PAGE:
• December 14, 2015


True war story: My client (“Plaintiff”), years ago, hired company to install $100,000+ machine in its factory. The machine was entirely useless and defective and had to be replaced at a cost of about another $100,000+. Plaintiff sued machine seller (“Defendant”) who denied machine was defective.

I served discovery as to the financial health of Defendant. Defendant refused to provide that information. I brought a motion to compel that information. The Court denied my motion agreeing with Defendant’s position that the company’s financial wherewithal was irrelevant to Plaintiff’s claims.

After written discovery, I eventually deposed the machine installer who testified, “Yes. The machine was totally defective. I told seller it would not work and, well, it didn’t.”

After the deposition, I asked the defense counsel if we could discuss settlement in light of the damaging testimony. He answered, “Absolutely not. That machine was fine. The installer is just wrong.” I was baffled.

The case went to trial. Plaintiff and I won. Plaintiff then took steps to enforce the judgment. The Defendant then, finally, opened its books to show that it was insolvent. (So, in case you’re not keeping a tally: $100,000+ for a useless machine, business delay and expense when machine is down, $100,000+ in legal fees and costs to go through discovery and through trial…)

Question: Why do our rules in both federal and state court require defendants to produce evidence of insurance coverage at the outset of litigation (that is, produce evidence that will give a plaintiff some idea of whether bringing a lawsuit makes financial sense) but plaintiffs’ lawyers are generally NOT allowed access to determine a defendant’s financial wherewithal to pay a judgment as part of the litigation (that is, until after the plaintiffs win)?

  1.  The courts do not require defendants to throw open their books, I believe, out of a concern that plaintiffs will exploit this information to seek more than they are entitled to if they learn that the defendant has lots of money. Or they might use the information of defendant’s lack of money to coerce settlement of a weak claim by threatening financial ruin via civil litigation.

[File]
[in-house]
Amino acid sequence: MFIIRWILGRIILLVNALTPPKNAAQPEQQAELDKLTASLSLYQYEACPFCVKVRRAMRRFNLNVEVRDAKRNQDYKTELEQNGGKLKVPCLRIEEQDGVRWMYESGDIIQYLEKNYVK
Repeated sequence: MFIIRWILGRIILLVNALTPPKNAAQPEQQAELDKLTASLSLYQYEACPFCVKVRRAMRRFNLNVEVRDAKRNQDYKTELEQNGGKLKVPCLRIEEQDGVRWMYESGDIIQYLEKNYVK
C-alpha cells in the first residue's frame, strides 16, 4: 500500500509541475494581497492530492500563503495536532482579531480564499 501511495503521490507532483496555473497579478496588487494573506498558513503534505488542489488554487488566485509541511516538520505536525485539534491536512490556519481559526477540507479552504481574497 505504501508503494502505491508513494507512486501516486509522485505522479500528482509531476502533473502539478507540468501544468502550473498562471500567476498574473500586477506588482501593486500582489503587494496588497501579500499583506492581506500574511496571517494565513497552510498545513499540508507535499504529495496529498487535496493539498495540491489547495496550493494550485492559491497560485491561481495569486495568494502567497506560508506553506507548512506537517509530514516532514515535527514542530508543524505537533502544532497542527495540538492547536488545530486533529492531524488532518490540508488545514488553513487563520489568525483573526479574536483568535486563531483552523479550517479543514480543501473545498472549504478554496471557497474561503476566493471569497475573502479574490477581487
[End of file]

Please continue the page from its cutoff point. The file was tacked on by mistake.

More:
2. The courts do not require defendants to throw open their books, I believe, because we have a sense in our society that one’s wealth is extremely private — “it’s none of your business” (until and unless a court says the plaintiff is entitled to the money, then it is “your business”). (Also, as we all know, this information is fluid; how representative and how thorough would defendants’ financial disclosures be?)
  3. Finally, the courts do not require defendants to throw open their books, I believe, because a penniless or near it defendant will typically voluntarily disclose its poverty to avoid the needless and punishing expense of litigation.

I am not sure what the right answer is here but I think that plaintiffs should be able to get some idea early on in litigation as to the financial well-being or ill health of defendants.

As to the first concern above (call it “green mail”), our system has other means to prevent that. (One cannot simply revise damages claims based on a defendant’s wealth.)

As to the second concern, we have protective orders to keep the information private, to keep its use limited to litigation, and, in very sensitive matters, to keep the information restricted to lawyers only. In especially sensitive cases, review of a defendants’ financials could be conducted  “in camera” by the court (though this might impose a significant burden on the court).

Finally, as to the third point and as my “war story” shows, leaving it to self-disclosure too often it does not work. For example, some lawyers take on some cases for a flat fee, cash up front. A client might say, “I’ll pay you $20,000 cash. Drag this case on for as long as possible and try to defeat it at every turn.” Then a defendant with little money buys that time to try to escape the lawsuit and/or to try to wind down the business and start a new venture. Meanwhile, the plaintiff incurs the expense, of course, of fighting for an ultimately pyrrhic victory. And the cash-strapped court system creaks under the pressure of many frivolous non-meritorious defenses….

These thoughts came to mind when I saw a recent Report and Recommendation by U.S. Mag. Judge Steven E. Rau (D. Minn.) where one party in a $1 million+ lawsuit learned information about the adversary’s alleged attempt to to gut the business and start a new venture. Judge Rau ruled, “Safeguard’s interest in the ultimate destination of Homestar’s assets is speculative. If Safeguard is successful in obtaining a judgment against Homestar, the appropriate time to engage in litigation about Homestar’s assets is after any such judgment is entered.”

I am not saying that Judge Rau got the decision wrong. I have not read the papers closely enough to have an opinion on it. But I have a great deal of sympathy for litigants who have a truly daunting two-phase battle: (1) winning the case; and (2) getting the money. I do not think our system is well-served by holding the likelihood of “Part 2” in abeyance until the conclusion of “Part 1.”

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